U2 - Achtung Baby

About the exact same time Nirvana was revolutionizing alternative/rock music — U2 was revolutionizing alternative/pop music with Achtung Baby. 1991 was an amazing year in music history.

I’m 37, and I can clearly remember when Achtung Baby was released. Synth effects, drum-loops, and distorted vocals had previously been the domain of Trent Reznor. However, U2 had just utilized it with their unabashed pop music, and nobody had ever heard anything like it before.

In addition: Bono introduced the world to “The Fly” sunglasses, Adam Clayton was dating supermodel Naomi Campbell, and The Edge switched his guitar to a white Les Paul (and his hat to a beanie).

U2 had asserted themselves as the eternal arbiters of cool. Released 23 years ago, Achtung Baby is still ahead of its time.

Beauty, and The Edge

“It’s a great torch song, with melody and emotion, but I don’t think we ever captured it again, and we have never really been able to play the song live.” – Adam Clayton

Apparently, what ended up on Achtung Baby is a glorified “demo version” of Who’s Gonna Ride Your Wild Horses. U2 eventually released their preferred version entitled: the Temple Bar Remix.

I prefer the original. The Edge’s guitar sound and playing style are just amazing. For what is initially a tender, unrequited love song — The Edge blows it up with (Neil Young level) reverb and distortion.

The best of example of this contrast is Jonny Greenwood’s guitar playing on Radiohead’s Creep. It’s actually a really boring song until Greenwood’s guitar comes in like revs from a Harley Davidson. The contrast totally makes the song.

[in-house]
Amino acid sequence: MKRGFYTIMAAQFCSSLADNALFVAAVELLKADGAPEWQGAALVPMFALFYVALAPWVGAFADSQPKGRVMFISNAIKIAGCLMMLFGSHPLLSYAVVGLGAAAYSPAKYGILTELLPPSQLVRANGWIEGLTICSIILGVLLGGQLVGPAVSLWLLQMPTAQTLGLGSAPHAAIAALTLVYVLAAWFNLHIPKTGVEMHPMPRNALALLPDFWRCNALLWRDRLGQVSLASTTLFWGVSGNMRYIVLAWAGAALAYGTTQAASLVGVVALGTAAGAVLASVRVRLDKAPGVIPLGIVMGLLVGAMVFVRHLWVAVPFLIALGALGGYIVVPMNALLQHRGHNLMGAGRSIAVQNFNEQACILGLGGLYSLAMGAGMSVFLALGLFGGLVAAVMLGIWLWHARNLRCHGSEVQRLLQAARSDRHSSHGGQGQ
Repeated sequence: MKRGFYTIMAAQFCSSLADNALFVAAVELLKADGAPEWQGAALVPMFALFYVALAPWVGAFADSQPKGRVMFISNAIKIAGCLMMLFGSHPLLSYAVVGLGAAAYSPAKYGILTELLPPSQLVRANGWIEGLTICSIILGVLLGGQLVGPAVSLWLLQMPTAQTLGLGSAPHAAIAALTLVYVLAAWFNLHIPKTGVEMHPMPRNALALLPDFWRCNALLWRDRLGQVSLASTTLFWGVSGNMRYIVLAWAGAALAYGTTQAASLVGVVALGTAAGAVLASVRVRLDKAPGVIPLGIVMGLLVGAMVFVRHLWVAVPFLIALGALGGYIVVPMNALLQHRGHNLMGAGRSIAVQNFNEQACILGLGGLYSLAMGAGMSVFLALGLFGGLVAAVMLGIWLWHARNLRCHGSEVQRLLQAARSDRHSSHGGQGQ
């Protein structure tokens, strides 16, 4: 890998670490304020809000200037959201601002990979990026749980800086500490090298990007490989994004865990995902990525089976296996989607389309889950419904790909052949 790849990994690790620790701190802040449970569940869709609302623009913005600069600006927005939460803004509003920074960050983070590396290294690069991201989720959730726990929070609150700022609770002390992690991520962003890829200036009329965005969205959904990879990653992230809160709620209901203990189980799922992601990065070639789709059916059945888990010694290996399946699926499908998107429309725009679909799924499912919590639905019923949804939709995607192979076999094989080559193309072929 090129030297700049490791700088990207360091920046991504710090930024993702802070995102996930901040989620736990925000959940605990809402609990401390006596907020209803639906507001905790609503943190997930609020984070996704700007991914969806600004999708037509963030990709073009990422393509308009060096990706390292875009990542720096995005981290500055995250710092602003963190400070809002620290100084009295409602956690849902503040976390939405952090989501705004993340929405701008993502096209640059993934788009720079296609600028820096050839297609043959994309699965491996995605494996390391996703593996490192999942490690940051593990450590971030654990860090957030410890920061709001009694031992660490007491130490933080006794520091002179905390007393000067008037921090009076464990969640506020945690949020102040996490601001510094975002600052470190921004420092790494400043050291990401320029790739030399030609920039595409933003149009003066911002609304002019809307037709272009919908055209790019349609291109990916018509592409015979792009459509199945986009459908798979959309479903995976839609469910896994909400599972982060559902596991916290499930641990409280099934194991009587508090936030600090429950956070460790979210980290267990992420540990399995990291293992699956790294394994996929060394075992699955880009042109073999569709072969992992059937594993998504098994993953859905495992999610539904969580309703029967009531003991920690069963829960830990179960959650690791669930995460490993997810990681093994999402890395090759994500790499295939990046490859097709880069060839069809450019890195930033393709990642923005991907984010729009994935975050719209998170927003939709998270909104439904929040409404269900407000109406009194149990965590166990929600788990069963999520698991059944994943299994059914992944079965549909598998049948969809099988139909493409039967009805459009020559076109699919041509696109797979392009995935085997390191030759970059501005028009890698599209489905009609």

(Note: Who’s Gonna Ride Your Wild Horses is my premium material. You might also like my version of Human League’s Human, and Chris Isaak’s Wicked Game. Please comment to let me know what you think, or if you have any questions.)

How to Play Who’s Gonna Ride Your Wild Horses for classical guitar

To employ contrast in my version of Who’s Gonna Ride Your Wild Horses, I use space, silence, and reverb — between the abrupt verse riffs

I first got into this type of sparse guitar playing from listening to Gustavo Santaolalla. I’ve since then used it on my EP, most notably on Open Road and Prayer for the Living.

The tab for Who’s Gonna Ride Your Wild Horses is 4 pages long. My order of play is the exact same as the actual song.

It looks like this: Intro, Verse, Pre Chorus — Verse, Pre-chorus, Chorus — Verse, Pre-Chorus, Chorus — Bridge, Chorus. You could literally sing along with the vocal melody — straight through the entire song. 

For my money, the best bridge section ever written is in Who’s Gonna Ride Your Wild Horses. And no surprise, it’s the best part of this arrangement and tab too. The bridge starts with an A-minor position at 3:03 of the video.

This song is perfect for intermediate level guitar players (about one year experience). Although there’s a lot to the tab, most of it is just repeated, and there aren’t many difficult chord positions.

Good luck, the tab is available below:

Wild Horses is in standard tuning.

U2 – Who’s Gonna Ride Your Wild Horses – for classical guitar

Written by:

Matthew's dad, Jennifer's husband, bass player - New Invisible Joy, YouTuber, short-film composer, creator of modern content for guitar.